Mark Brown

Mark BrownComment left on: 31 March 2011 at 10:26 am

Of course there is nothing here for early adopters either. Leading on from what Mike wrote in December: given that this is a "choice" then it is one only a small subsegment of society will ever take. Needless to say most of the people reading THIS will jump at the chance. I for one would love a cash injection to fit triple glazing to replace double glazing on some of my windows. However, I very much doubt I would qualify because my home has 300mm loft insulation and cavity wall insulation. Since my home and hot water is heated by a wood pellet boiler and solar thermal then the additonal "win" from triple glazing would hardly make a big dent in anything. Since I don't buy gas how will my savings in wood fuel be used to pay back the money?

In short: those of us who would happily adopt the Green Deal are probably the least suited and won't qualify because we are too far ahead of the game. This may well be fair if we wish to target the victms of fuel poverty so I can't begrudge this approach. But for many of us early adopters the Green Deal is there to drag the rest of society along our trail-blazing path.

Good luck to it... But there is nothing in it for me.. Or is there?

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fuelexplorerComment left on: 23 December 2010 at 12:55 am

I live in a solid walled early Victorian house and have started to insulate because it's the most cost effective method of reducing my power bills.  All methods are expensive and cause major upheaval, with the exception of secondary glazing!  I have already insulated the loft.  Lining the 20 sq/m of exterior walls of a bedroom has increased the surface temp. by 5 degrees C compared with uninsulated walls. I fixed 25mm battens with 25mm thick intervals, then relined with plasterboard, and skimmed. The effect has been significant.  In my kitchen I have the original concrete base, with a 50mm Celotex layer sandwiched with Lithotherm 45mm clay blocks with underfloor heating, covered with ceramic floor tiles.  This has been supplemented with a 7Kw log burner.  Very, very expensive. Our sitting room has just had a floor makeover on the existing concrete base, 25mm battens with 25mm Celotex intervals, covered with 18mm plywood, 10mm underlay and then carpeted.   The sitting room has also had installed a 5Kw log burner. All these methods presented significant upheaval. I took the opportunity to install new copper central heating pipe runs and oversized rads.  The log burners have made a serious contribution to both the heat contribution and character of the sitting room.  Secondary glazing was also a highly successful strategy over the drafty sash windows.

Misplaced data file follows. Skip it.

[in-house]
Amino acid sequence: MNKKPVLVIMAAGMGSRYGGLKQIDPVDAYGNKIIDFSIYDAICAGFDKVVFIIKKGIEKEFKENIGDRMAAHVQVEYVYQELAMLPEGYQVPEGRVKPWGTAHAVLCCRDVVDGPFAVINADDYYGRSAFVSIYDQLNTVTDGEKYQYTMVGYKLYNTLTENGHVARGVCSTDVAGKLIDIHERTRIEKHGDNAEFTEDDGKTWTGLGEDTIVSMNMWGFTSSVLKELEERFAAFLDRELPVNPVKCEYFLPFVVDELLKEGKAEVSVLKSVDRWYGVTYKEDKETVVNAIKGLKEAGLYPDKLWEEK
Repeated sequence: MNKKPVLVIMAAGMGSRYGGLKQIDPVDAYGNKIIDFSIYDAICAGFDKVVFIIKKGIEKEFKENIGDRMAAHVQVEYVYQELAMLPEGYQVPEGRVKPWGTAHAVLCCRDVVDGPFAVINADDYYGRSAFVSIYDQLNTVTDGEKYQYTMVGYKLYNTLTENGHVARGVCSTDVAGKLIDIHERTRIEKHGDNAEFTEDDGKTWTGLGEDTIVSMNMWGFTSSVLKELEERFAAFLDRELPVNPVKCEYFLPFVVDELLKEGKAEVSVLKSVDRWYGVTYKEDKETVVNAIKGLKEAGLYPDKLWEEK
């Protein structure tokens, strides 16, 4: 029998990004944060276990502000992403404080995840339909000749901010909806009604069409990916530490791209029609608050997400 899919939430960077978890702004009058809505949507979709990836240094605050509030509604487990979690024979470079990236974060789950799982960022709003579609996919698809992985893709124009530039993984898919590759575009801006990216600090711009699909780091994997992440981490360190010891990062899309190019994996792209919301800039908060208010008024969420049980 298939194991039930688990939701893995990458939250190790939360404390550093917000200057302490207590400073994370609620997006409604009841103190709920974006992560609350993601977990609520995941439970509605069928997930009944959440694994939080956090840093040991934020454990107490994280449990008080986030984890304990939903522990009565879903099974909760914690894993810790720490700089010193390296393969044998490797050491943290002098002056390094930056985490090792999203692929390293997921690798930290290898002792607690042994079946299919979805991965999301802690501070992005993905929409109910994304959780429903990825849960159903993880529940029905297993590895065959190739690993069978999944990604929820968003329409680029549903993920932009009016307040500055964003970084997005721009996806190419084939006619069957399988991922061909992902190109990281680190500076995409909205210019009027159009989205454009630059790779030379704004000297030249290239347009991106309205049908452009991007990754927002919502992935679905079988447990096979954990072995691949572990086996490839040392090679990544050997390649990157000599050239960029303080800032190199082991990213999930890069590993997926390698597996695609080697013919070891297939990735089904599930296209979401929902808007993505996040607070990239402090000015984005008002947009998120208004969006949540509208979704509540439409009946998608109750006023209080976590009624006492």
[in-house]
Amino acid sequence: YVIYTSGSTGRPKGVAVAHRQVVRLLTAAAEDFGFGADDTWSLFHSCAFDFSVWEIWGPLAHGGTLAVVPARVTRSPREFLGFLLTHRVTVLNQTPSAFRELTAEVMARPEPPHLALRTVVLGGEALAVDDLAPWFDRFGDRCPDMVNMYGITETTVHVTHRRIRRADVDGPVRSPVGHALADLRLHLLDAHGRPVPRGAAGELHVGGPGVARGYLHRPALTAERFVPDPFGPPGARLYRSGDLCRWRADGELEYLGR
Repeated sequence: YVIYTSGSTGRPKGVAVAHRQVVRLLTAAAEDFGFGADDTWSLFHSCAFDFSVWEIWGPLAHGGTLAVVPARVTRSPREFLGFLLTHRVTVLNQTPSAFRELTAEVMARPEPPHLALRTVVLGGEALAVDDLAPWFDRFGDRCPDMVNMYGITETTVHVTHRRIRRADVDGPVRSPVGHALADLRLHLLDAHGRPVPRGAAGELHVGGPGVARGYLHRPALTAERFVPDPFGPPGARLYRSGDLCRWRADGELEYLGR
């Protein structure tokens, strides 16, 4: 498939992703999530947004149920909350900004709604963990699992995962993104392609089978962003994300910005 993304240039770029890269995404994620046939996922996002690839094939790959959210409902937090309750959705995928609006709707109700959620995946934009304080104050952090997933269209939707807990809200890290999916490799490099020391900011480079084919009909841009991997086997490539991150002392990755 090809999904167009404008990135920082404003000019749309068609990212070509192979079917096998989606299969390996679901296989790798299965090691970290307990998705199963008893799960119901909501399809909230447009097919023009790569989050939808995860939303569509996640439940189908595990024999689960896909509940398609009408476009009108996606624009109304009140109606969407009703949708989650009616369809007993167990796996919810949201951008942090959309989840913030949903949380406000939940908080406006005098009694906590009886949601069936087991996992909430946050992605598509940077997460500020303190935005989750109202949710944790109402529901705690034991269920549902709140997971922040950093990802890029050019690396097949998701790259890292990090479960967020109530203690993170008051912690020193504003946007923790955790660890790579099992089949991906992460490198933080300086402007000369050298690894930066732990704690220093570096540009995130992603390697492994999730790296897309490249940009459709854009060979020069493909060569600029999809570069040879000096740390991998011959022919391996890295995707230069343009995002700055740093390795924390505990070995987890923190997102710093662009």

In retrospect, wall lining and secondary glazing have had the most immediate heat conservation effect. Next underfloor insulation.  The thickness of insulation was determined by architectural factors & heat savings.  

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Cathy Debenham

Cathy DebenhamComment left on: 21 December 2010 at 9:44 am

This may work for the houses where loft and cavity wall insulation hasn't been done, as it's relatively easy and doesn't cause much upheaval (unless you've got an attic full of stuff). But there are lots of solid wall houses which are much more difficult and expensive to do - and if done internally it is very disruptive and makes all the rooms smaller.

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Mike Maybury

Mike MayburyComment left on: 20 December 2010 at 9:46 pm

Unless there is some limit in place, surely this should mean that all houses should be able to become adequately insulated.

Howeve, because so many people just do not seem to care or bother to do anything out of routine, I guess that, within, 5 years, less than 10% of houses will have been properly insulated.

It is what is nowadays called 'choice'. It is the same people who 'choose' to kill themselves by smoking, excessive drinking and eating animal foods to excess.